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MEI Online: Environmental Issues: Latest News: Mar.2, 2010


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:: Meet BRaDD: Here to Tackle the Challenge of Bauxite Residue

An on-line database developed by a Parker Centre/CSIRO Light Metals Flagship research team has for the first time provided industry, government, researchers and environmental groups with a one-stop, searchable resource containing all public information on bauxite residues, including their characteristics and storage, and details of the original bauxite.

The Bauxite, Residue and Disposal Database (BRaDD) was developed as part of an Asia-Pacific Partnership on Clean Development & Climate project funded by the Australian Government. The project focuses on developing economically viable and environmentally acceptable solutions to the large global volumes of bauxite residue.

Bauxite residue (red mud) is generated as a by-product during the processing of alumina (the feedstock for aluminium production) from bauxite ores. With no successful large-scale commercial uses found thus far, the majority of the residue produced continuously during the 117-year-long history of the alumina industry has ended up stored on land in disposal areas.

“The level and types of residue-related information in the database, and the ability to readily interrogate it, make BRaDD an invaluable research and planning tool for anyone with an interest in bauxite residue and its impact on the environment or its potential uses," says Project Leader Dr Craig Klauber.

BRaDD includes verifiable, up-to-date profiles of most bauxite-processing alumina refineries known to the team: 90 refineries spread across six continents. “BRaDD provides the first ever worldwide picture across time of the refinery practices, technologies, engineering and science behind bauxite residue management, disposal and storage," says Project Leader Dr Craig Klauber.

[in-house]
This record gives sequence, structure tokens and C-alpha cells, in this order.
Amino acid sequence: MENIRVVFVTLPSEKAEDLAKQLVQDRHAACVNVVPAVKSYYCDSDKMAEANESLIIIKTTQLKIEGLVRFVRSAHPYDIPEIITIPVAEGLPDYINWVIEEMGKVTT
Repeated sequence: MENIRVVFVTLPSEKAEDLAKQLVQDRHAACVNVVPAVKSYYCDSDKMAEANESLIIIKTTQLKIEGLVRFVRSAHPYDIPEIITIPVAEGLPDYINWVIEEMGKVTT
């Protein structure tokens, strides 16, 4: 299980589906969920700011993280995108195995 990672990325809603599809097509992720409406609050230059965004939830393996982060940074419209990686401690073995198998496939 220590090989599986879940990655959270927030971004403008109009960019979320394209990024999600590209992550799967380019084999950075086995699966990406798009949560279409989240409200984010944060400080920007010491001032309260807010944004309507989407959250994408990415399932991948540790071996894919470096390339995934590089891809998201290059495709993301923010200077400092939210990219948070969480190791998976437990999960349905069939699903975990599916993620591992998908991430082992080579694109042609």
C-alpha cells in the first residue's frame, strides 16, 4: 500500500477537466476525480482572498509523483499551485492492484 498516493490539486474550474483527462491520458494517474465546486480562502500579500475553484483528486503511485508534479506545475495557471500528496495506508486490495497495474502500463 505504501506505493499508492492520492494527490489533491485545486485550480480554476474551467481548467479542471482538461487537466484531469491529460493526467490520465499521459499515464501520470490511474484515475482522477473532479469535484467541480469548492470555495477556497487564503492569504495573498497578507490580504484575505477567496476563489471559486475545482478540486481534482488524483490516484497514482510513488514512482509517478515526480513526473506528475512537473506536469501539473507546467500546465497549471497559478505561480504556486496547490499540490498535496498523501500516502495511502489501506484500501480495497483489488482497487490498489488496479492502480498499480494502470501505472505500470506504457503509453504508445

“Thanks to BRaDD, we now know that worldwide inventory of bauxite residue had reached 2.0 billion tonnes in 2000, and will hit 4.0 billion tonnes around 2015 at its current growth rate of about 120 million tonnes per annum," notes Dr Klauber. “We know the history of disposal practices, where the residue is located and in many cases we also know the nature and volume of the residue in each location. This is critical information when researching options for residue utilisation because options will only succeed if a local need can be met with a local source."

Current promising applications for using up large amounts of bauxite residue include utilisation in construction materials such as concrete and road base or in agricultural additives for soil problems. Development of improved means of storage and rehabilitation of disposal areas are other potential options to assist with the problem of bauxite residue.

The database enables comparisons between refineries in a way not previously possible. “Alumina companies can use BRaDD to benchmark one refinery against multiple other refineries over a considerable period of time," says Dr Klauber. “For example, the thickener technology used for residue de-watering in different refineries, or the engineering design of the residue disposal area, can be tracked through time."

While BRaDD pulls all the public domain residue data scattered over a wide range of sources into the one location, this data, whilst already proving to be invaluable, represents the tip of an information iceberg with a considerable proportion not in the public domain.

The team is currently seeking relevant, citable company information to add to the public component to ensure that this free-of-charge database reaches its full potential as the world’s only comprehensive bauxite residue resource of use.

“We ran a workshop for industry representatives on 14 February at the 2010 TMS (The Minerals, Metals & Materials Society) annual meeting in Seattle (USA), at which we demonstrated BRaDD’s capabilities and invited industry input," Dr Klauber says. “The response to the database by the attendees was overwhelmingly positive with many useful suggestions made for filling the data gaps."




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